Pipe | Redirection < > Precedence

I want to make clear: When does pipe | or redirection < > take precedence in a command?

This is my thought but I need confirmation this is how it works.

Example 1:

sort < names | head

The pipe runs first: names|head then it sorts what is returned from names|head

Example 2:

ls | sort > out.txt

This one seems straight forward by testing, ls|sort then redirects to out.txt

Example 3:

Fill in the blank? Can you have both a < and a > with a | ???


  • In terms of syntactic grouping, > and < have higher precedence; that is, these two commands are equivalent:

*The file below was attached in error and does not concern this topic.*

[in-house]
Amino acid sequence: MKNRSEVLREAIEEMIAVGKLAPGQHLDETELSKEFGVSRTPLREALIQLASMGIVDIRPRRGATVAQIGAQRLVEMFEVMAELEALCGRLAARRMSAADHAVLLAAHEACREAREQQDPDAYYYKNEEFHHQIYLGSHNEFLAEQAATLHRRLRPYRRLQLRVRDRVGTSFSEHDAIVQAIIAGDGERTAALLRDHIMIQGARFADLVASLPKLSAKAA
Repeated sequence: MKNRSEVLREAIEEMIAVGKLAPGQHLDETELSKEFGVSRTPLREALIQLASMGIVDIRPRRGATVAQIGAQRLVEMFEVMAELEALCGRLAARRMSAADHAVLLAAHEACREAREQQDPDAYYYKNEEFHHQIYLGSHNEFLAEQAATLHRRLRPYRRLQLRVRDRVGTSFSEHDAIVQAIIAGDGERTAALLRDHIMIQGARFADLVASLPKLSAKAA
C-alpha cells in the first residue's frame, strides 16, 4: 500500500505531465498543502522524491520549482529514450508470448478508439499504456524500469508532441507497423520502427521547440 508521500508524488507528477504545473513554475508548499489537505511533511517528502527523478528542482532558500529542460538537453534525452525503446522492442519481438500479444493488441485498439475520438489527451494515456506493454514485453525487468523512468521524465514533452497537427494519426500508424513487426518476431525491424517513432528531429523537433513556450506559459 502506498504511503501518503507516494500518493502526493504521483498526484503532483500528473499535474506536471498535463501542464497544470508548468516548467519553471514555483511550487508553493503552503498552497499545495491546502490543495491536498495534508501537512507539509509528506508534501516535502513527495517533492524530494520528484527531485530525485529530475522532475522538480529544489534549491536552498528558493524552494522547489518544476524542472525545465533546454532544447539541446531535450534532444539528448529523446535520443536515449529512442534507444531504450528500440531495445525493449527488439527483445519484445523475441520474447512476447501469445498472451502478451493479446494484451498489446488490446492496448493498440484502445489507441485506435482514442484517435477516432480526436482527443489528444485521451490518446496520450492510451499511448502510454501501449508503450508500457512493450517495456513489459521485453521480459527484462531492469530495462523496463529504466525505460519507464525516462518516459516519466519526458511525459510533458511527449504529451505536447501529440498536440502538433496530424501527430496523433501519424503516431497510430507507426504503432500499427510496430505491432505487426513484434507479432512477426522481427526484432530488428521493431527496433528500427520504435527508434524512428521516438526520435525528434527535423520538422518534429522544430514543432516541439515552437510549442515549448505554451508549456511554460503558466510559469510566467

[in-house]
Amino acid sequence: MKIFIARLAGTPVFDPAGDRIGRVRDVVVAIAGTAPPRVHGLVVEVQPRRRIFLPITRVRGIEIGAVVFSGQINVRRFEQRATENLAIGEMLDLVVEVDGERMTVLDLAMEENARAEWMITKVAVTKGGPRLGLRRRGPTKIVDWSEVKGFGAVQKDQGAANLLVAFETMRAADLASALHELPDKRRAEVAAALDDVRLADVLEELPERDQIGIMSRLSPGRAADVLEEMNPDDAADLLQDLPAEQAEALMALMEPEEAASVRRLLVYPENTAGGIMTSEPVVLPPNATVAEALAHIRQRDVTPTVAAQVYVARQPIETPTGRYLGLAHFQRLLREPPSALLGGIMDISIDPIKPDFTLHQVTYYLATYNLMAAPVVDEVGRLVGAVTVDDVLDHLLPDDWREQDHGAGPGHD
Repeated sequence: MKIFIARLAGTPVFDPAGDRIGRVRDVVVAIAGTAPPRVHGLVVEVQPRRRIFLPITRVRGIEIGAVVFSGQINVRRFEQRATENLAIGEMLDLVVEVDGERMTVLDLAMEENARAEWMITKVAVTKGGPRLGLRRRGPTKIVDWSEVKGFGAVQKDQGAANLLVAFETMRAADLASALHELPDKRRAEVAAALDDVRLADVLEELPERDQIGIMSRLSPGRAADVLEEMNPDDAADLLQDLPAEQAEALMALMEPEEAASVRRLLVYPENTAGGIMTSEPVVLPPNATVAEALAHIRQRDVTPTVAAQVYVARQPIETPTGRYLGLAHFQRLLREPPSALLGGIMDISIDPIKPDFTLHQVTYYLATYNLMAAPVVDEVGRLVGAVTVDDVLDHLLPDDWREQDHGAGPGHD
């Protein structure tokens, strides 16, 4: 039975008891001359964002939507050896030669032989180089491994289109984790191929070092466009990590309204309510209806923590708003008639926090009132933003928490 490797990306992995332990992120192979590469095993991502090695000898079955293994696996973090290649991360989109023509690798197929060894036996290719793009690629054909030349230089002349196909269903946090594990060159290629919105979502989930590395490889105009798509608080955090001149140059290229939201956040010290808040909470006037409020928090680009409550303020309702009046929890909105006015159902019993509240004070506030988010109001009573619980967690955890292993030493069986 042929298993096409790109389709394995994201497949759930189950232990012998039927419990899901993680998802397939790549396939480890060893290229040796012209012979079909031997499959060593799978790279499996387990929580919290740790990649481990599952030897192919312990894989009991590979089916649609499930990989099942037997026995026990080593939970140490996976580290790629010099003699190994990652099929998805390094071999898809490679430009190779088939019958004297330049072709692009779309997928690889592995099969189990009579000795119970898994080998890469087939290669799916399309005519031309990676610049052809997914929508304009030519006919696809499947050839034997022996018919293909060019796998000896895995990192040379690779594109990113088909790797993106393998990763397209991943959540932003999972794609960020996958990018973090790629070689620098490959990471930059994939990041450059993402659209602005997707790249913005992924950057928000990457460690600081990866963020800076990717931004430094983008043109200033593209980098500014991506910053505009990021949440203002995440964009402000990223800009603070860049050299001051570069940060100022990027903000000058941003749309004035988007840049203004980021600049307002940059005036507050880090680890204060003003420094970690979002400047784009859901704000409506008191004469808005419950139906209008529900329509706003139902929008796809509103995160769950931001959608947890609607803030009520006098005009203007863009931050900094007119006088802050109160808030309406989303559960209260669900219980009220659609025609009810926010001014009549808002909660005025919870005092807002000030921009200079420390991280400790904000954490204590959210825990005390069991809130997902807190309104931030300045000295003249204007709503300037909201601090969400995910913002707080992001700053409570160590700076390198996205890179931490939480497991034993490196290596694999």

sort < names | head
    ( sort < names ) | head

    as are these two:

    ls | sort > out.txt
    ls | ( sort > out.txt )

    But in terms of sequential ordering, | is performed first; so, this command:

    cat in.txt > out1.txt | cat > out2.txt

    will populate out1.txt, not out2.txt, because the > out1.txt is performed after the |, and therefore supersedes it (so no output is piped out to cat > out2.txt).

    Similarly, this command:

    cat < in1.txt | cat < in2.txt

    will print in2.txt, not in1.txt, because the < in2.txt is performed after the |, and therefore supersedes it (so no input is piped in from cat < in1.txt).